Figure 1. ROS1 affects mitochondrial function in OSCC cells. (A–D) Measurement of oxygen consumption rate (OCR) in OC3 and OC3-IV2 (A) or OC3-IV2-Scr and OC3-IV2-shROS1 cells (C) using the Seahorse XF24 analyzer. (B,D) Average basal OCR, maximal OCR, spare respiration capacity, and ATP production in OC3 and OC3-IV2 (B) or OC3-IV2-Scr and OC3-IV2-shROS1 cells (D) are shown. (E) The relative mtDNA content was measured by Q-PCR. The expression of MT-CO1 or MT-ND1 was normalized to nuclear-encoded ACTB or TERT from OC3 and OC3-IV2 cells. (F) Q-PCR of the mRNA levels of the indicated genes in OC3-IV2 cells normalized to that of OC3 cells. Genes were grouped into functional clusters related to mitochondrial biogenesis, OXPHOS, Krebs cycle, and glycolysis. (G) The mRNA levels of the indicated genes in OC3-IV2-shROS1 cells were normalized to those measured in OC3-IV2-Scr. Data from three independent experiments are presented as mean ± SEM (* p < 0.05, paired Student′s t-test).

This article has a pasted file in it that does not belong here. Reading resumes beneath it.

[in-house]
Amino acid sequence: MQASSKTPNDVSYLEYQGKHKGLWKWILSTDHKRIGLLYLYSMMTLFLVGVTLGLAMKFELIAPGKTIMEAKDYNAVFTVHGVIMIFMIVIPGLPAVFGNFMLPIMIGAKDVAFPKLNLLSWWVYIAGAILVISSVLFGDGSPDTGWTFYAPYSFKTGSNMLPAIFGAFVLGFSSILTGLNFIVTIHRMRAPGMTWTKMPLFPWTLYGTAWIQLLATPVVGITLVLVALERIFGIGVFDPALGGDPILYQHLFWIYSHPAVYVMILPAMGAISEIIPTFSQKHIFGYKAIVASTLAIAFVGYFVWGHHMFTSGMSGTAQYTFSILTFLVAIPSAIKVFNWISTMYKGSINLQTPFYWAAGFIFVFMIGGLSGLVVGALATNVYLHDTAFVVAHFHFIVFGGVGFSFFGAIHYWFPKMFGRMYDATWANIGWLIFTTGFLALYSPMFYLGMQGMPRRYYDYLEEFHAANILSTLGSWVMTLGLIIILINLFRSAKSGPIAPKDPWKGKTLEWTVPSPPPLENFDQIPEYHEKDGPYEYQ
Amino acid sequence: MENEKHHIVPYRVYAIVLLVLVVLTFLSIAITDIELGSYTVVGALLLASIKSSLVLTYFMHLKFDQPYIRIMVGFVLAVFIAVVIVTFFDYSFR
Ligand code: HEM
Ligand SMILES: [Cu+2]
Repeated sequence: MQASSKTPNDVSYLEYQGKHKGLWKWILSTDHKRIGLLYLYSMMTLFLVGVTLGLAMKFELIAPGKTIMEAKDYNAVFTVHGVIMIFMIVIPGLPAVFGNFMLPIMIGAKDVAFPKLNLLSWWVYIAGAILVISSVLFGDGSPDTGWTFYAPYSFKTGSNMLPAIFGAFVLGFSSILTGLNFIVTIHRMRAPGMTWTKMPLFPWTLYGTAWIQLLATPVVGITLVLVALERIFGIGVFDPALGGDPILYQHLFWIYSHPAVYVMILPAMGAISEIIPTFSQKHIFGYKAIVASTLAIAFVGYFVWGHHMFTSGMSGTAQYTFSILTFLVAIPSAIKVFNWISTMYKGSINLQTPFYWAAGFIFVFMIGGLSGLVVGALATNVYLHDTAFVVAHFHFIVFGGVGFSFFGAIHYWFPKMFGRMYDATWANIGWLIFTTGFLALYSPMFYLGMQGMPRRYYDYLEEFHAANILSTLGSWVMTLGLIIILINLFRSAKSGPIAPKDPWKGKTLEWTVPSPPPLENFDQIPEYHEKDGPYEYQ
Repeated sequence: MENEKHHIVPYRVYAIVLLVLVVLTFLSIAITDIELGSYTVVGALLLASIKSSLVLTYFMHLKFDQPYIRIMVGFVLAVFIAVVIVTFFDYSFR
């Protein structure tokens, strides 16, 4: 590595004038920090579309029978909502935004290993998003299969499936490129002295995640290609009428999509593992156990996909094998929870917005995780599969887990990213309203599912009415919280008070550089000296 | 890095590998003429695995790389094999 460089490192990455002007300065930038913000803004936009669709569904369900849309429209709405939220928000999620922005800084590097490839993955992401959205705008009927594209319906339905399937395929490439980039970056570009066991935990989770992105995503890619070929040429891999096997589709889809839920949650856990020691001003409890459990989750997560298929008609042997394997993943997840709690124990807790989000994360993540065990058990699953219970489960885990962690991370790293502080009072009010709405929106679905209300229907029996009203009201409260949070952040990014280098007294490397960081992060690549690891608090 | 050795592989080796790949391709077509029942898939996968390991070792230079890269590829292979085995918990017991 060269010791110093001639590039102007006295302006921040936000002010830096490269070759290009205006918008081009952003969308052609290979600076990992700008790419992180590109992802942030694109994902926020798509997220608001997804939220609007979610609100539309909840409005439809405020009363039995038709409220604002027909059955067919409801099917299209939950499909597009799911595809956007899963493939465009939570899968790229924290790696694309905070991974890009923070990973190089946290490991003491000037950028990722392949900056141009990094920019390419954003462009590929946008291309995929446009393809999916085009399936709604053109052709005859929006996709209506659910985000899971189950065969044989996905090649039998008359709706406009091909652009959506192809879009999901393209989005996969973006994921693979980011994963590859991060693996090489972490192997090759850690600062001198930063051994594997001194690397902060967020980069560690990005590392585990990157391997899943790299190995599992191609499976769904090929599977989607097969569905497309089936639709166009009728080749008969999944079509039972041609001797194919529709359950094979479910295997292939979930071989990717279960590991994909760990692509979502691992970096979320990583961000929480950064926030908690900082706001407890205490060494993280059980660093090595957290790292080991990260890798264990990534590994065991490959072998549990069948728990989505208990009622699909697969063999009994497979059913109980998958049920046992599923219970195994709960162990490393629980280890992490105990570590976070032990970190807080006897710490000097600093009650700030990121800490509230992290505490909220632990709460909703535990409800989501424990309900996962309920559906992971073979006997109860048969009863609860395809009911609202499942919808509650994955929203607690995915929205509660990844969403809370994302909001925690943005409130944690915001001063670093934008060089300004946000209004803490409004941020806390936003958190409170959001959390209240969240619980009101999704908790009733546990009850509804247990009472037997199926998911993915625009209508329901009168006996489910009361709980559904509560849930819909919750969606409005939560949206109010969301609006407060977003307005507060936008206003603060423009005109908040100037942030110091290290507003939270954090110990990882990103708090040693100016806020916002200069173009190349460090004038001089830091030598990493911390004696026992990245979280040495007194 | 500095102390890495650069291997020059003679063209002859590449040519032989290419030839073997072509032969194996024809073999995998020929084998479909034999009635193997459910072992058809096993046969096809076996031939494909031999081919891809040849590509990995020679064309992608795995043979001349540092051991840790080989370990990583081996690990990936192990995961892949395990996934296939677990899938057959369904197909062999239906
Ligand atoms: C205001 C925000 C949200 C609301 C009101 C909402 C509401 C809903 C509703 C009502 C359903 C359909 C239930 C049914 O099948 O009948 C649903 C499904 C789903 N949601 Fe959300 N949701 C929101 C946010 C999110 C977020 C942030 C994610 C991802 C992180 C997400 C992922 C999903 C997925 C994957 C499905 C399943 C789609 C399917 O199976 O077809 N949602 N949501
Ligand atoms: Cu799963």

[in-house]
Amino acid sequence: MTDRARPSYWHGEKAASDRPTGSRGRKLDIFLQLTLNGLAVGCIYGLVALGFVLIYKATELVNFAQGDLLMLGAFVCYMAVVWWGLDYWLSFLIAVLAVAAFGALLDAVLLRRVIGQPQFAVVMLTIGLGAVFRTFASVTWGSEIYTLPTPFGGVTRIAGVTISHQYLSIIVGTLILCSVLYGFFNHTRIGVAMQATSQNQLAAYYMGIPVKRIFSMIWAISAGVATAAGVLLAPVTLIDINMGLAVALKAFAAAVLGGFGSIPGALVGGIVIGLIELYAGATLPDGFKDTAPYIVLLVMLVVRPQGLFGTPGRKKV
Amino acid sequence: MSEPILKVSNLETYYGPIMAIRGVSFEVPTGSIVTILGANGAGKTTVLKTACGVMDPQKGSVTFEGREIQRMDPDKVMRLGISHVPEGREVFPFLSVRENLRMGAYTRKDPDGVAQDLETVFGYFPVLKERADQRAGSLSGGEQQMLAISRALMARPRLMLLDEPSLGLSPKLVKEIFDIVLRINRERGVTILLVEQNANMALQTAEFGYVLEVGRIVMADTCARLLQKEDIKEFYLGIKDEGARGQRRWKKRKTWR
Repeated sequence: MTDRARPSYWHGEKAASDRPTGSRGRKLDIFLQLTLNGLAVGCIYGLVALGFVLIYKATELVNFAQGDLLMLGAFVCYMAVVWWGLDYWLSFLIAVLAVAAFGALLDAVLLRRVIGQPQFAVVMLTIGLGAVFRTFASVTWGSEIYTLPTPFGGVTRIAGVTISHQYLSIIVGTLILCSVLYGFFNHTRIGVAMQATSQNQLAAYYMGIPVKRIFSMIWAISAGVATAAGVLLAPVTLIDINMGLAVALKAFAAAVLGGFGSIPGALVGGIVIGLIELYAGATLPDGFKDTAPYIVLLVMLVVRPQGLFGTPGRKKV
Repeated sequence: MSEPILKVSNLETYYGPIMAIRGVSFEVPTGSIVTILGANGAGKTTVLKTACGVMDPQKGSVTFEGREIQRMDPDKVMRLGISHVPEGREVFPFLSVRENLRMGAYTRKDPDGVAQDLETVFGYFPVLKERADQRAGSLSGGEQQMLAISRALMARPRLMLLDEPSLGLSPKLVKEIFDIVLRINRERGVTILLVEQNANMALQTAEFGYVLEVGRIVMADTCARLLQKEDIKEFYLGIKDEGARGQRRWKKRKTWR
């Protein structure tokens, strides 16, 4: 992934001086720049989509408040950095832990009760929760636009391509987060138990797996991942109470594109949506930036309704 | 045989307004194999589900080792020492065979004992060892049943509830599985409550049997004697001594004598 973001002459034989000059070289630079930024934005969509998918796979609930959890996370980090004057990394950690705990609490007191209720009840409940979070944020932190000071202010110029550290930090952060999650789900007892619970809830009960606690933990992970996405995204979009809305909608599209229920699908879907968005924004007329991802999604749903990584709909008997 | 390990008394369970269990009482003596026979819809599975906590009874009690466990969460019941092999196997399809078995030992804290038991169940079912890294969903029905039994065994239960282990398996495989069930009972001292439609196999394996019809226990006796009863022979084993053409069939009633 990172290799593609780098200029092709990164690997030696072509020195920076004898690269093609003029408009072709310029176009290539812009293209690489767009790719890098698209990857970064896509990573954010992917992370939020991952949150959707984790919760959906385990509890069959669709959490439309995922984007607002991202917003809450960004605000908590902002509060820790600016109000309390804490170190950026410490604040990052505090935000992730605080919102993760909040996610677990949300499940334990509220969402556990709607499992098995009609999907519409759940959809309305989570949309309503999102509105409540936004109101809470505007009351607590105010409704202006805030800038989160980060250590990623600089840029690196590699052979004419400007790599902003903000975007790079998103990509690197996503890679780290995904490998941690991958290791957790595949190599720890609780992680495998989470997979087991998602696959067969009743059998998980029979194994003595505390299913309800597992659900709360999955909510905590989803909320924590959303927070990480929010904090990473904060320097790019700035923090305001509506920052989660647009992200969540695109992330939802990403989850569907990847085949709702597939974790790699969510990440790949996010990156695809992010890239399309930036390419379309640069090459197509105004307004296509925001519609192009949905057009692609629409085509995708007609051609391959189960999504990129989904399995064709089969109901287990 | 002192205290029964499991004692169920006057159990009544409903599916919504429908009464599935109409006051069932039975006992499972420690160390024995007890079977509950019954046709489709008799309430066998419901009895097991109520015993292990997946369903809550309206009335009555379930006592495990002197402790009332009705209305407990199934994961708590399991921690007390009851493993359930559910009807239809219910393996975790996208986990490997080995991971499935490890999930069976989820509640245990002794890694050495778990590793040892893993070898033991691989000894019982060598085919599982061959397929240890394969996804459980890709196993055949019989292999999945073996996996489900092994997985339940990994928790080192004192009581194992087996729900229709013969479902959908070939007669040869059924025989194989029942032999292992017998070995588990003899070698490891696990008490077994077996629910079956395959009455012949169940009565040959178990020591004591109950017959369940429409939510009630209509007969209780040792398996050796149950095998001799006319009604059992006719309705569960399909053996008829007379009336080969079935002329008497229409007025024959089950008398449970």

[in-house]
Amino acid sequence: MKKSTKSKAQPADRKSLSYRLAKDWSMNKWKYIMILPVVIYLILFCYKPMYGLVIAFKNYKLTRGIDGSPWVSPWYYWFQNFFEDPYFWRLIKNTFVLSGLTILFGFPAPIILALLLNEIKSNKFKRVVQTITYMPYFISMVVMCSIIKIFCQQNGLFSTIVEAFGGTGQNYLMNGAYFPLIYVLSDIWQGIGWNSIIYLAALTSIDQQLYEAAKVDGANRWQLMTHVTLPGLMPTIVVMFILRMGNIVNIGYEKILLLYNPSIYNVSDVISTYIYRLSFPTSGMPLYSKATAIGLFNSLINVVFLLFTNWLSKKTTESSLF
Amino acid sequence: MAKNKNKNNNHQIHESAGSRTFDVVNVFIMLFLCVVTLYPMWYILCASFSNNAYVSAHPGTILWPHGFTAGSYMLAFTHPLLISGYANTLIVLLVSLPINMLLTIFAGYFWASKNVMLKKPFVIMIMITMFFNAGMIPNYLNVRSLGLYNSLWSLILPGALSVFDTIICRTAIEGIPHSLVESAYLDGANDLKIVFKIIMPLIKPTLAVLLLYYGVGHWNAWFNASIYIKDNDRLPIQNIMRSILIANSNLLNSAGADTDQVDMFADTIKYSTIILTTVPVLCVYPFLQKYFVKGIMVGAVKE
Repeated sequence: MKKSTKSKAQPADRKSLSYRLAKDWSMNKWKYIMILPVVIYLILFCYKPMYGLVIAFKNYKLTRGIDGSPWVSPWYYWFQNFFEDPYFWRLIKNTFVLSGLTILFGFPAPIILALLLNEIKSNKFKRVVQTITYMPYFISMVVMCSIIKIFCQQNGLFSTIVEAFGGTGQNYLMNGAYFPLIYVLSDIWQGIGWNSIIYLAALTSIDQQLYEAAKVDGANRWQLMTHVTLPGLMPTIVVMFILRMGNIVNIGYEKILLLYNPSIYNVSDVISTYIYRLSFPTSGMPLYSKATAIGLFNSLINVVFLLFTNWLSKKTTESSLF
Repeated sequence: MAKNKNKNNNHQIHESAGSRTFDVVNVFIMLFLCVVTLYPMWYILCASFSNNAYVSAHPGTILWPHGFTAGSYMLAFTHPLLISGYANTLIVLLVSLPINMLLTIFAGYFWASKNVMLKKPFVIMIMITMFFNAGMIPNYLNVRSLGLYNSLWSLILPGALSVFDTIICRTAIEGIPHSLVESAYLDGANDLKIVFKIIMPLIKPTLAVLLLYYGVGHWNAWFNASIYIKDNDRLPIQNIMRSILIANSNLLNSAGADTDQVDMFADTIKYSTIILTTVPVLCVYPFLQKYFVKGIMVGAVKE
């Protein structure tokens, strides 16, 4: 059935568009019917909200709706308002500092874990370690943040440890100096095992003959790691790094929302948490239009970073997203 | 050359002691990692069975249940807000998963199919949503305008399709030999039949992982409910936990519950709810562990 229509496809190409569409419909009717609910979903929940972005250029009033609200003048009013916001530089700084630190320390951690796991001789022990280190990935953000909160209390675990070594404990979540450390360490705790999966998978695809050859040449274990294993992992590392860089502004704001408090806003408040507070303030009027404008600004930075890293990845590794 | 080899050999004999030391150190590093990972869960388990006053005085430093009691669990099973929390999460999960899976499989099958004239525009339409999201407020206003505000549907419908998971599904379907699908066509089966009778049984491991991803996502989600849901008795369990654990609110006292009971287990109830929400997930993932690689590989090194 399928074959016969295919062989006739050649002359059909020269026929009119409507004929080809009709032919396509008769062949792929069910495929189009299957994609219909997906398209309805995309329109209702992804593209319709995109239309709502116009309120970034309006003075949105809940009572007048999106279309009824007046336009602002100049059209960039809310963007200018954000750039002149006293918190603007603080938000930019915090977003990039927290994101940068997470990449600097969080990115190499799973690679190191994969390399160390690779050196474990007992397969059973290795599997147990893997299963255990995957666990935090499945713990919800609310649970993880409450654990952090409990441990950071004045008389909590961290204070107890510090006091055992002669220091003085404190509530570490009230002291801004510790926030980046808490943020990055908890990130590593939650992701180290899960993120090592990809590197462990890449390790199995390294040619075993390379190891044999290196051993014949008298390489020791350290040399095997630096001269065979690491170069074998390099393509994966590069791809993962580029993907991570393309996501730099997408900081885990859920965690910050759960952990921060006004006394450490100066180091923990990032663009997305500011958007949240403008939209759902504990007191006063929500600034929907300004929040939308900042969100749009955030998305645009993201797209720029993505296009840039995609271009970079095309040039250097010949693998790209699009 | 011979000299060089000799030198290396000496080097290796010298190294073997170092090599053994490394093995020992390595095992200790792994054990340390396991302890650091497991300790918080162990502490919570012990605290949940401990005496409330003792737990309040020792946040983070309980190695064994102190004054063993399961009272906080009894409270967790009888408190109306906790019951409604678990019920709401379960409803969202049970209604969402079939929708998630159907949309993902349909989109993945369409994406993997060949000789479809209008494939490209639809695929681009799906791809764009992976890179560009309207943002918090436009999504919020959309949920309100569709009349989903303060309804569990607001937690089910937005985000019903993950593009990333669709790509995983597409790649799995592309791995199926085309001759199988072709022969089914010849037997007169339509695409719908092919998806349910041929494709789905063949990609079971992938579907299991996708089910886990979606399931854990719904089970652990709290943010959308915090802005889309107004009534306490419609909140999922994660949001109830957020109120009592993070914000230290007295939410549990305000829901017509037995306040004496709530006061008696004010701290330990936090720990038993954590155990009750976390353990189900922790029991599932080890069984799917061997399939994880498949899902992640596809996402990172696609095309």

It is possible that ROS1-dependent enhancement of mitochondrial bioenergetics may be due to increased mitochondrial biogenesis. To study this issue, we measured the mitochondrial DNA content and expression of genes associated with mitochondrial oxidative phosphorylation (OXPHOS) and mitochondrial biogenesis. OC3-IV2 cells had higher mitochondrial DNA content, whereas the expression of mitochondrial protein-coding genes of the OXPHOS system, namely MT-CO1, MT-CO2, MT-ND1, MT-ATP6, and MT-CYTB, was reduced in OC3-IV2 cells compared to OC3 cells (Figure 1E,F). Expression of the transcriptional cofactor PGC-1α and the master transcription factor TFAM for biogenesis was also downregulated in OC3-IV2 cells (Figure 1F). These data indicated that OXPHOS and ATP production in highly invasive oral cancer cells are concomitant with lower mitochondrial biogenesis. In addition, PGC-1α and TFAM expressions increased when ROS1 was reduced (Figure 1G), implicating a direct role for ROS1 in modulating mitochondrial biogenesis.